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Global warming: An anti-scientific movement

Authors:
Global warming:
An anti-scientific movement
J. Scott Armstrong
The Wharton School, University of Pennsylvania
jscottarmstrong.com
Kesten C. Green
International Graduate School of Business,
University of South Australia
kestencgreen.com kesten@me.com
Bucharest Dialogues
Expert Knowledge, Prediction, Forecasting: A Social Sciences Perspective
20 November 2010
File: AGW political-Bucharest 2010-R6
1
Purpose of the talk
We do not want to convince you, nor can
we. We only want to explain how we
reached some conclusions about global
warming, and how we believe the
problem should be addressed.
Our expertise is limited to forecasting
methodology.
We will provide you with the sources of
evidence that we relied upon.
2
Science is a process:
Our working definition
1. Objective
a) multiple reasonable hypotheses (vs.
advocacy)
b) evidence-based procedures
c) decentralized funding: market place of ideas
2. Replicable
a) disclosed: full & understandable disclosure of
methods and data
b) corrected: errors corrected
3
Global warming:
An anti-scientific political movement
J. Scott Armstrong
The Wharton School, University of Pennsylvania
jscottarmstrong.com
Kesten C. Green
International Graduate School of Business,
University of South Australia
kestencgreen.com kesten@me.com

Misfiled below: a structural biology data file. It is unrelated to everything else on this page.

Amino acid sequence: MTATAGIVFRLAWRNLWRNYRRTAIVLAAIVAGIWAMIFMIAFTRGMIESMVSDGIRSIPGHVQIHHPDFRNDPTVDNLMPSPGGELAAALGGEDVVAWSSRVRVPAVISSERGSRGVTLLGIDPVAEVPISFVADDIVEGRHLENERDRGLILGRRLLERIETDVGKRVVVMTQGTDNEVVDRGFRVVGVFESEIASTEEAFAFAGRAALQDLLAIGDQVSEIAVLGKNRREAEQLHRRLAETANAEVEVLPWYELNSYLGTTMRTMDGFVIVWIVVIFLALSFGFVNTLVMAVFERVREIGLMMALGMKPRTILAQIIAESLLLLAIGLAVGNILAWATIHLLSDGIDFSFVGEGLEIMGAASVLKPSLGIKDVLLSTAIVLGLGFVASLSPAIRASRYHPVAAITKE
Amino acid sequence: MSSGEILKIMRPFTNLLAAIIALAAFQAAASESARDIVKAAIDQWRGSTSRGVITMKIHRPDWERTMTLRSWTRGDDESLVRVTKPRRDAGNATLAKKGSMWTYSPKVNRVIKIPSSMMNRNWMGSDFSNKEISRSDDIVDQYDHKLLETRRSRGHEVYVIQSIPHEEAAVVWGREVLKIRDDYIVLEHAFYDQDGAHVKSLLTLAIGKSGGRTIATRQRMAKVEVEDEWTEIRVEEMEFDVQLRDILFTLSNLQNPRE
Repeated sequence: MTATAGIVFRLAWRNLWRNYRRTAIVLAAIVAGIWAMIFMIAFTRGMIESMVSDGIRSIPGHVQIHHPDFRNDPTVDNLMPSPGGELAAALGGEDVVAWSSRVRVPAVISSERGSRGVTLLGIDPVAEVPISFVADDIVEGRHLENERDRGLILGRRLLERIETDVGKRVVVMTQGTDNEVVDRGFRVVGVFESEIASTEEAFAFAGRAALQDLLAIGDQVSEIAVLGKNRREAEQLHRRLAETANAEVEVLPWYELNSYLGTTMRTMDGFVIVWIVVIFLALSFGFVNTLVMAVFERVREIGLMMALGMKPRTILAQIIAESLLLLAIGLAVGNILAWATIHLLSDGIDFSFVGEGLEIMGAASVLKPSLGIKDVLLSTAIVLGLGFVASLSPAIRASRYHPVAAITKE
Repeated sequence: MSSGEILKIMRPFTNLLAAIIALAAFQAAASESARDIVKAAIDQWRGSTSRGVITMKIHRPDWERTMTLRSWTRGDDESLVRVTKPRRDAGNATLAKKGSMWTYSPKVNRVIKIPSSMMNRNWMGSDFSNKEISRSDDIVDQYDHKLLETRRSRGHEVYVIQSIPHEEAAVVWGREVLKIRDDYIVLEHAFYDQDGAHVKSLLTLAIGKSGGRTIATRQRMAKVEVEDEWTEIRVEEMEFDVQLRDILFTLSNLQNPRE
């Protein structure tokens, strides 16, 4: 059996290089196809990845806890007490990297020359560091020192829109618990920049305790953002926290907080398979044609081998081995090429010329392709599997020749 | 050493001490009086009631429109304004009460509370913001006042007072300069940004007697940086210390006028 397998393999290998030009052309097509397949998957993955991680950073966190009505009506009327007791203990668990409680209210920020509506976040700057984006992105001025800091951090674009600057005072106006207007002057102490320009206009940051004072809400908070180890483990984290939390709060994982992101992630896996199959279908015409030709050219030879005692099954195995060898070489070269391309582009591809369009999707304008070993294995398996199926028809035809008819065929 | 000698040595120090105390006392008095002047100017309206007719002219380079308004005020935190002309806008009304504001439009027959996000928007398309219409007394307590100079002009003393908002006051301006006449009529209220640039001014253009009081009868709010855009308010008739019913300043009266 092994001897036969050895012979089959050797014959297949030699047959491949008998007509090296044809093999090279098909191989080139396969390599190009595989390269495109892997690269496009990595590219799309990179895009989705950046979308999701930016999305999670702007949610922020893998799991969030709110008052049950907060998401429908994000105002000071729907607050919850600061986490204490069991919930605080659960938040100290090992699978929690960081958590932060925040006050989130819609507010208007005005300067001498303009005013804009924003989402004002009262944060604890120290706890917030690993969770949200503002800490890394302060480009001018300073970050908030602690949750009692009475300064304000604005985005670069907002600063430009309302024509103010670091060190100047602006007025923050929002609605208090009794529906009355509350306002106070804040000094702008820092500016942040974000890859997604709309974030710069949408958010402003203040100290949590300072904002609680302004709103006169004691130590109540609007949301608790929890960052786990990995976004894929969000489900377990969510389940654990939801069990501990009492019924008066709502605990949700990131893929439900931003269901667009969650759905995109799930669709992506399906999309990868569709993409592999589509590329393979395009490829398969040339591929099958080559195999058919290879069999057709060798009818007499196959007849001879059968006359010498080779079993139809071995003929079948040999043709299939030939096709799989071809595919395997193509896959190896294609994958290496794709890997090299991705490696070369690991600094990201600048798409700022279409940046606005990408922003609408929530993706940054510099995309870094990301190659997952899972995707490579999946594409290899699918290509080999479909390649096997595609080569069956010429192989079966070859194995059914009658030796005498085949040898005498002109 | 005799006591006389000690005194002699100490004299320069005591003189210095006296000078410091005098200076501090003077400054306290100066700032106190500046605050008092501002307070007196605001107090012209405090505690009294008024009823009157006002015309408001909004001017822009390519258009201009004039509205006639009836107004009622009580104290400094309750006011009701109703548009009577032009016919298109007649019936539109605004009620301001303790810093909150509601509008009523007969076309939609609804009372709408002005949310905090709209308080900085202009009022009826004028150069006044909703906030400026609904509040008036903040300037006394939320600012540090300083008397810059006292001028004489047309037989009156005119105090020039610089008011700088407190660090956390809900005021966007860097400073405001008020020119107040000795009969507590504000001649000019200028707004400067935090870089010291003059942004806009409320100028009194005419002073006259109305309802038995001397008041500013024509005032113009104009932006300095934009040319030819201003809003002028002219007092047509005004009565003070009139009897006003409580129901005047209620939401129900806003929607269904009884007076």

Bucharest Dialogues
Expert Knowledge, Prediction, Forecasting: A Social Sciences Perspective
20 November 2010
File: AGW political-Bucharest 2010-R6
4
Multiple Hypotheses
Which sciences progress, asked Chamberlin
in 1890?
Those that follow the method of multiple
reasonable hypotheses.
Chamberlin, T. C. (1890).
Platt (1964).
5
Few scientists use multiple
reasonable hypotheses
Example: In “marketing science,” only 13%
of the studies used the method of multiple
hypotheses. Similar results for
“management science.
Armstrong, Brodie & Parsons, (2001)
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Is it valid to use scientists opinions
to make forecasts?
Research over nearly 80 years has
shown that experts‟ unaided opinions*
have no value for forecasting for
problems that involve…
high uncertainty
complex situations
poor feedback
* Unaided by scientific forecasting principles
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8
Can climate scientists make useful
climate forecasts?
“Seer-sucker theory”:
Armstrong (1985) Literature review: ”No matter how
much evidence exits that seers do not exist, suckers
will seek seers.
Tetlock (2005) evaluated:
• 82,361 forecasts
• made over 20 years
• by 284 professional commentators and advisors
on politics and economics
Expertise did not lead to better forecasts than those
from students or from using simple rules.
What about climate models?
They are expressions of expertsopinions and
judgments on poorly understood phenomena.
They produce scenarios* not forecasts.
Scenarios create the impression that events
are more likely than they are.
Scenarios are not valid for forecasting.